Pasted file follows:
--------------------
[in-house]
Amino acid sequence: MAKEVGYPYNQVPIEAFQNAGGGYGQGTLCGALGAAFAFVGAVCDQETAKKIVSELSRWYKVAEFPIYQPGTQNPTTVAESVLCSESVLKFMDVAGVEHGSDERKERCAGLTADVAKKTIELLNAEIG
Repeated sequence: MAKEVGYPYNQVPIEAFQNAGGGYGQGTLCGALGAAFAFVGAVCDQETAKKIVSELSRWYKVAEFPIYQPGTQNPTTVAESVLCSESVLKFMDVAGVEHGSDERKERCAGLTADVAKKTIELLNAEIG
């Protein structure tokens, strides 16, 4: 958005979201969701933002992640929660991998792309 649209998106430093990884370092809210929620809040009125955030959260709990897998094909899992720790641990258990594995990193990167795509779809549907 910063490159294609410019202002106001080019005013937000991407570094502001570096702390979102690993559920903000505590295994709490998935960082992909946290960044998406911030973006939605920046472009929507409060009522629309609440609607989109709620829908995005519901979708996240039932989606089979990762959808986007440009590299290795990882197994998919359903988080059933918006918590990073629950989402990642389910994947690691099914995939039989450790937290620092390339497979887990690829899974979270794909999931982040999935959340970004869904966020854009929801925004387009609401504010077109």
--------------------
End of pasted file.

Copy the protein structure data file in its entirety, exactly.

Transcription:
[in-house]
Amino acid sequence: MAKEVGYPYNQVPIEAFQNAGGGYGQGTLCGALGAAFAFVGAVCDQETAKKIVSELSRWYKVAEFPIYQPGTQNPTTVAESVLCSESVLKFMDVAGVEHGSDERKERCAGLTADVAKKTIELLNAEIG
Repeated sequence: MAKEVGYPYNQVPIEAFQNAGGGYGQGTLCGALGAAFAFVGAVCDQETAKKIVSELSRWYKVAEFPIYQPGTQNPTTVAESVLCSESVLKFMDVAGVEHGSDERKERCAGLTADVAKKTIELLNAEIG
């Protein structure tokens, strides 16, 4: 958005979201969701933002992640929660991998792309 649209998106430093990884370092809210929620809040009125955030959260709990897998094909899992720790641990258990594995990193990167795509779809549907 910063490159294609410019202002106001080019005013937000991407570094502001570096702390979102690993559920903000505590295994709490998935960082992909946290960044998406911030973006939605920046472009929507409060009522629309609440609607989109709620829908995005519901979708996240039932989606089979990762959808986007440009590299290795990882197994998919359903988080059933918006918590990073629950989402990642389910994947690691099914995939039989450790937290620092390339497979887990690829899974979270794909999931982040999935959340970004869904966020854009929801925004387009609401504010077109």